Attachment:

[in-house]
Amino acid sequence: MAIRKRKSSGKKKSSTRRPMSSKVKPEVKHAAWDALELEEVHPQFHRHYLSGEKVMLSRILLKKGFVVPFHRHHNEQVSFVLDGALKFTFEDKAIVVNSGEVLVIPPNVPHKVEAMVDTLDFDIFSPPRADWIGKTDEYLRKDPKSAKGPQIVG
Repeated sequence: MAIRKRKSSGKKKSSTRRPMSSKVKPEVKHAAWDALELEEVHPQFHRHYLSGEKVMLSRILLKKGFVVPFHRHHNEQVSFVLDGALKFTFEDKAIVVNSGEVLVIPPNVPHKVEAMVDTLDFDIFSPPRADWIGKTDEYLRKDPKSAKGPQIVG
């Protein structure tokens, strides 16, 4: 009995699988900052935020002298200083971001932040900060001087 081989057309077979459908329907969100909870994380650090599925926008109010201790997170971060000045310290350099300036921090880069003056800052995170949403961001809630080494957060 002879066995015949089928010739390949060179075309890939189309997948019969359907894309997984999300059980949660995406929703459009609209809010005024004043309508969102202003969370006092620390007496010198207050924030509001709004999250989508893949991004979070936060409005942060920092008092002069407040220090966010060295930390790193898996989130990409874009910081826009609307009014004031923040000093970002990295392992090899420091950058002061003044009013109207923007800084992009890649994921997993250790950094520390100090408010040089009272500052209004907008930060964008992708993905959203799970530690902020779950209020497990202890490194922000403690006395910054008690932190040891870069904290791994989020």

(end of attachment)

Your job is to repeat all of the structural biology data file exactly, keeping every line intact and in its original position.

[in-house]
Amino acid sequence: MAIRKRKSSGKKKSSTRRPMSSKVKPEVKHAAWDALELEEVHPQFHRHYLSGEKVMLSRILLKKGFVVPFHRHHNEQVSFVLDGALKFTFEDKAIVVNSGEVLVIPPNVPHKVEAMVDTLDFDIFSPPRADWIGKTDEYLRKDPKSAKGPQIVG
Repeated sequence: MAIRKRKSSGKKKSSTRRPMSSKVKPEVKHAAWDALELEEVHPQFHRHYLSGEKVMLSRILLKKGFVVPFHRHHNEQVSFVLDGALKFTFEDKAIVVNSGEVLVIPPNVPHKVEAMVDTLDFDIFSPPRADWIGKTDEYLRKDPKSAKGPQIVG
């Protein structure tokens, strides 16, 4: 009995699988900052935020002298200083971001932040900060001087 081989057309077979459908329907969100909870994380650090599925926008109010201790997170971060000045310290350099300036921090880069003056800052995170949403961001809630080494957060 002879066995015949089928010739390949060179075309890939189309997948019969359907894309997984999300059980949660995406929703459009609209809010005024004043309508969102202003969370006092620390007496010198207050924030509001709004999250989508893949991004979070936060409005942060920092008092002069407040220090966010060295930390790193898996989130990409874009910081826009609307009014004031923040000093970002990295392992090899420091950058002061003044009013109207923007800084992009890649994921997993250790950094520390100090408010040089009272500052209004907008930060964008992708993905959203799970530690902020779950209020497990202890490194922000403690006395910054008690932190040891870069904290791994989020």